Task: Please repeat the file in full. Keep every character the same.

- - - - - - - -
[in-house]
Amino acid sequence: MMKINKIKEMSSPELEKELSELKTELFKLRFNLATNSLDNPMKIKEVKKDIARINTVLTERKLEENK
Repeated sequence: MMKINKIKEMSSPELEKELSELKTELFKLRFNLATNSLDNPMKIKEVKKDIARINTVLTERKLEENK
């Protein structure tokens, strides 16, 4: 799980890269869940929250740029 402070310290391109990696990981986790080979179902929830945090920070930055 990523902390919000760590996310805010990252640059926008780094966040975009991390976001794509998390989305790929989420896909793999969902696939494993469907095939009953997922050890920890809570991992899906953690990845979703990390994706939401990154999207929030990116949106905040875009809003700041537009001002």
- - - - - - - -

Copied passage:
[in-house]
Amino acid sequence: MMKINKIKEMSSPELEKELSELKTELFKLRFNLATNSLDNPMKIKEVKKDIARINTVLTERKLEENK
Repeated sequence: MMKINKIKEMSSPELEKELSELKTELFKLRFNLATNSLDNPMKIKEVKKDIARINTVLTERKLEENK
């Protein structure tokens, strides 16, 4: 799980890269869940929250740029 402070310290391109990696990981986790080979179902929830945090920070930055 990523902390919000760590996310805010990252640059926008780094966040975009991390976001794509998390989305790929989420896909793999969902696939494993469907095939009953997922050890920890809570991992899906953690990845979703990390994706939401990154999207929030990116949106905040875009809003700041537009001002």